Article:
Provisions in a deed of trust, including an obligation for the debtor to maintain an escrow account, are incidental to the residential security interest and do not remove the claim from bankruptcy’s anti-modification provision. Birmingham v. PNC Bank, No. 15-1800 (4th Cir. Jan 18, 2017).
Chapter 13 debtor, Gregory John Birmingham, filed an adversary complaint seeking to cram down his mortgage with PNC and arguing that the anti-modification provision did not apply because PNC’s claim was not secured solely by his residence. Specifically, Mr. Birmingham pointed to the provisions in the lending agreement requiring him to: 1) maintain an escrow account to cover obligations such as property taxes, 2) maintain property insurance, and 3) assign to PNC any proceeds from third parties arising out of judgments, settlements or other actions involving the property.
The bankruptcy court granted PNC’s motion to dismiss and the district court affirmed.
On appeal, the Fourth Circuit began with Nobelman v. Am. Sav. Bank, 508 U.S. 324 (1993), in which the Court found section 1322(b)(2)’s anti-modification provision precluded bifurcation of a claim secured by the debtor’s residence into secured and unsecured portions. The court then turned to the Bankruptcy Code’s definition of “residence” under section 101(13A)(A) which includes “incidental property, without regard to whether that structure is attached to real property.” Incidental property is also separately defined in section 101(27B) as including “property commonly conveyed with a principal residence in the area where the real property is located,” such as “escrow funds, or insurance proceeds.”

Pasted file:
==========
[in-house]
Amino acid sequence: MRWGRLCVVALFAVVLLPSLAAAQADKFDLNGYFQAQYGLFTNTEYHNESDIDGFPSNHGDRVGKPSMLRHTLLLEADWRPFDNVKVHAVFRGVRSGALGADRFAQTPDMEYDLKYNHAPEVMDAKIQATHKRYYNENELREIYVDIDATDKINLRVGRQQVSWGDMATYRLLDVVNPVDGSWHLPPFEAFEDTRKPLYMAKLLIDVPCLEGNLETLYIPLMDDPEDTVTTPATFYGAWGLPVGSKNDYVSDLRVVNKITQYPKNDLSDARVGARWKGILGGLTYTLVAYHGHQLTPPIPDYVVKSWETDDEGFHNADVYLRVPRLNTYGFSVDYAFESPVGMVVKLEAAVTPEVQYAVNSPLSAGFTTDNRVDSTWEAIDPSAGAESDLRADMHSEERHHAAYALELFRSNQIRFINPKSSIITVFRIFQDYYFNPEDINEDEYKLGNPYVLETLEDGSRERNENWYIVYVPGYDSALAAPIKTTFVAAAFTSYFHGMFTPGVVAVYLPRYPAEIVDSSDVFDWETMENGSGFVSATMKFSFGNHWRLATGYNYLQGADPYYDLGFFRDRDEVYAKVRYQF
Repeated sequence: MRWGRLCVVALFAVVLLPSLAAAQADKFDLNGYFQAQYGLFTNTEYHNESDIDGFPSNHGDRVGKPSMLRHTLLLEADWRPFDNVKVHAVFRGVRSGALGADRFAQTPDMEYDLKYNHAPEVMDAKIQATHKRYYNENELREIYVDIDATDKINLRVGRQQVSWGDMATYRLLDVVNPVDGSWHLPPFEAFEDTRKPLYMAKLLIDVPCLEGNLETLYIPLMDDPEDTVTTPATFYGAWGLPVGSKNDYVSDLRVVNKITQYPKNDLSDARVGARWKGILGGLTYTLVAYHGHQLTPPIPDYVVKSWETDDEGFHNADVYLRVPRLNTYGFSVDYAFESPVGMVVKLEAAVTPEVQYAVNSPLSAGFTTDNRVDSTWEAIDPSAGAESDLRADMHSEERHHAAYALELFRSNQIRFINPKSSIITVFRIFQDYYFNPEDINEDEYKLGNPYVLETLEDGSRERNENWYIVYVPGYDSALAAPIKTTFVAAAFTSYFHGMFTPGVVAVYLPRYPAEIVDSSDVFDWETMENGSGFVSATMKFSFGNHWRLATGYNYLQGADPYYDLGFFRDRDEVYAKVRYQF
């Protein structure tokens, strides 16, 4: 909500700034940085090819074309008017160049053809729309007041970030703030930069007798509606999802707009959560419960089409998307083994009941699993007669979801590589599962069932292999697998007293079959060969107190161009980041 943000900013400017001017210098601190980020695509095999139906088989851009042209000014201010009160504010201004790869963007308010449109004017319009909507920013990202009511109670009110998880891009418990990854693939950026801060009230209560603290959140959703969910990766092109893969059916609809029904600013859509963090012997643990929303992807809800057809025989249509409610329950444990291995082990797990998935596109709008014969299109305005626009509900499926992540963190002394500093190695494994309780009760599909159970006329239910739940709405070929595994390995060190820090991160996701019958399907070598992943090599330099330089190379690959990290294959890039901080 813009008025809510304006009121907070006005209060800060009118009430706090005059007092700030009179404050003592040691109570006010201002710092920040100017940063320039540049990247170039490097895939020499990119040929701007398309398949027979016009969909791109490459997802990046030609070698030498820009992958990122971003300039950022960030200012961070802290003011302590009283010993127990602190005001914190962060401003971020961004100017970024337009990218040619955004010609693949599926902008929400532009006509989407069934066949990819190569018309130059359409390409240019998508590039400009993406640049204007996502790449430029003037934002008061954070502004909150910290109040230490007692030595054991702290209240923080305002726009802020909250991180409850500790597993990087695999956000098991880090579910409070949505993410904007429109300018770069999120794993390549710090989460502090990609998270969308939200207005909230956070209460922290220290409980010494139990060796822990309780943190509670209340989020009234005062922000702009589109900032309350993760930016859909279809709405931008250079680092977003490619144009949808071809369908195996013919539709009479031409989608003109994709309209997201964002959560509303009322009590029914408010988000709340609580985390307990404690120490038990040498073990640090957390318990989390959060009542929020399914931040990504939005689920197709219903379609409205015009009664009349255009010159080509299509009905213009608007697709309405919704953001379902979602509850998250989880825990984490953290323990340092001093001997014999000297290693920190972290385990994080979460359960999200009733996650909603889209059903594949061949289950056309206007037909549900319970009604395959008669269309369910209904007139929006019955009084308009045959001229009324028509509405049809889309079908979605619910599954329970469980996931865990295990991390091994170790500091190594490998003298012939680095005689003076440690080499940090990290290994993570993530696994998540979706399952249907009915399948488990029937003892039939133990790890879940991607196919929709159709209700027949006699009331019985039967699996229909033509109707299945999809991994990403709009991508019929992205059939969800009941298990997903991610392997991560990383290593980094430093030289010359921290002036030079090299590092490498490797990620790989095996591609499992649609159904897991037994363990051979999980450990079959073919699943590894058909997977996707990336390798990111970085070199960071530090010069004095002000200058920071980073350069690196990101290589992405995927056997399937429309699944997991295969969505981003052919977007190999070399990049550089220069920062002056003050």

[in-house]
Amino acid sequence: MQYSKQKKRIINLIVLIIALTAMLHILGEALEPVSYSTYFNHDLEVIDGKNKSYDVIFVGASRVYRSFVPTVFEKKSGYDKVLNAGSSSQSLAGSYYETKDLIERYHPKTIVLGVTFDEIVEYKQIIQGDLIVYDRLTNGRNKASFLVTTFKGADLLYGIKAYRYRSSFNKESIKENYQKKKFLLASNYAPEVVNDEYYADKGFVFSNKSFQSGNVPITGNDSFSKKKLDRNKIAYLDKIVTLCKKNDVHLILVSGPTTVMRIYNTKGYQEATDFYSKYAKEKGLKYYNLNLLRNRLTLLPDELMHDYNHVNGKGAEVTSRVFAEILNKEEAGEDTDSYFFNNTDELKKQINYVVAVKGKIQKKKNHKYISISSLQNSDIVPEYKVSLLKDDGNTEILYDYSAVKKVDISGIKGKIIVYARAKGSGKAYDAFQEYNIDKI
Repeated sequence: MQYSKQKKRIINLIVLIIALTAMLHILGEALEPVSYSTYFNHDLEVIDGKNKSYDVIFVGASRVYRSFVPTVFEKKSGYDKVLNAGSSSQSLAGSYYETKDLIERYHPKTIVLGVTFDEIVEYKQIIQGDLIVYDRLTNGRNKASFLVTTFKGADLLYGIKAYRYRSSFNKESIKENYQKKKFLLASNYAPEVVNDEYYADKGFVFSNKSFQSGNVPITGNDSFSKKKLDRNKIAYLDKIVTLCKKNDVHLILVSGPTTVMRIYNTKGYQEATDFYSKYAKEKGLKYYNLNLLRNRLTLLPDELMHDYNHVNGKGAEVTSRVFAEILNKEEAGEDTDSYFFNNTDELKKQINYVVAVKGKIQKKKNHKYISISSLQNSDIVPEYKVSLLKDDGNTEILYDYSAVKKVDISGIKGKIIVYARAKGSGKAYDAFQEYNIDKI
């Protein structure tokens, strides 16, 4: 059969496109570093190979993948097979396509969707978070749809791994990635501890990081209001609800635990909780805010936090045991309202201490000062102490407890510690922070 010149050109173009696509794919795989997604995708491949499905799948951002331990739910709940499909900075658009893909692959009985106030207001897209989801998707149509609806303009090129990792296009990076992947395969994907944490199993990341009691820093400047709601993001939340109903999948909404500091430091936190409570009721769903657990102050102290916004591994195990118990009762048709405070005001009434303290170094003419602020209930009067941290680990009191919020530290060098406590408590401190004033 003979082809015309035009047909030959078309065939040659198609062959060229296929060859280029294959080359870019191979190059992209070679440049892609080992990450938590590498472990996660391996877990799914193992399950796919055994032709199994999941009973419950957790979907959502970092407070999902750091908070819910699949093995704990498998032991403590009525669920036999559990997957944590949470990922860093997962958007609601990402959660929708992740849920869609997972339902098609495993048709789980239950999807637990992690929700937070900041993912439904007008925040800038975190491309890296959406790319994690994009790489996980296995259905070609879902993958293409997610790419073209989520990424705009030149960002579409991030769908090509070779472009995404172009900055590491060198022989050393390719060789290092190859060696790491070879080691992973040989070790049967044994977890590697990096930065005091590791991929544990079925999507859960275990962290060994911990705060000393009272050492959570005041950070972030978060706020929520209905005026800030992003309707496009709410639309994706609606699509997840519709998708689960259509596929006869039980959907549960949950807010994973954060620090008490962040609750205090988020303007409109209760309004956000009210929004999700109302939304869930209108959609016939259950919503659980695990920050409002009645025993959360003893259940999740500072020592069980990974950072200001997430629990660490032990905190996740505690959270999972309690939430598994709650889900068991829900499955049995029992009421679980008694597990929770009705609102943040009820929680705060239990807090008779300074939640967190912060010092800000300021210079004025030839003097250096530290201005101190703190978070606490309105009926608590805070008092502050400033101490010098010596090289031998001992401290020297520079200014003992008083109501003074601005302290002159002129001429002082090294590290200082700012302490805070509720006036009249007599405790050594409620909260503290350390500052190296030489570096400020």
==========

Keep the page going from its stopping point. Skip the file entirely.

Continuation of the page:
The court found, under these definitions, that the provisions in the deed of trust did not create separate collateral for the loan, but protected the lender’s security interest in the real property and were, therefore, incidental to that interest. The court distinguished cases in which additional property included in the deed of trust was deemed to waive the lender’s anti-modification protection. For instance, the lending agreement in Hammond v. Commonwealth Mortg. Corp. of Am., 27 F.3d 52 (3d Cir. 1994), which provided a security interest in appliances, machinery, furniture and equipment, in addition to the residence, waived the lender’s anti-modification protection.
Mr. Birmingham cited In re Bradsher, 427 B.R. 386 (Bankr. M.D. N.C. 2010) and In re Hughes, 333 B.R. 360 (Bankr. M.D. N.C. 2005), for the proposition that a security interest in escrow funds was separate from the interest in the residential property. The court found those cases inapposite. In both Bradsher and Hughes, the language of the deed of trust “expressly provided that escrow payments constituted additional security for the loan.” Because the case before it did not involve similar language, the court declined to address the holdings in Bradsher and Hughes.
The court rejected Mr. Birmingham’s request that it look to Maryland law to determine whether a security interest was created in separate collateral by the language of the deed of trust. Even if application of Maryland law would lead to a different result, the court found, state law would be preempted by the definitions and provisions in the Bankruptcy Code.
Finally, the court reasoned that because most mortgages include provisions similar to those at issue here, any other finding would effectively eviscerate the anti-modification provision. The court, therefore, affirmed the judgment of the district court.Lien Stripping, escrow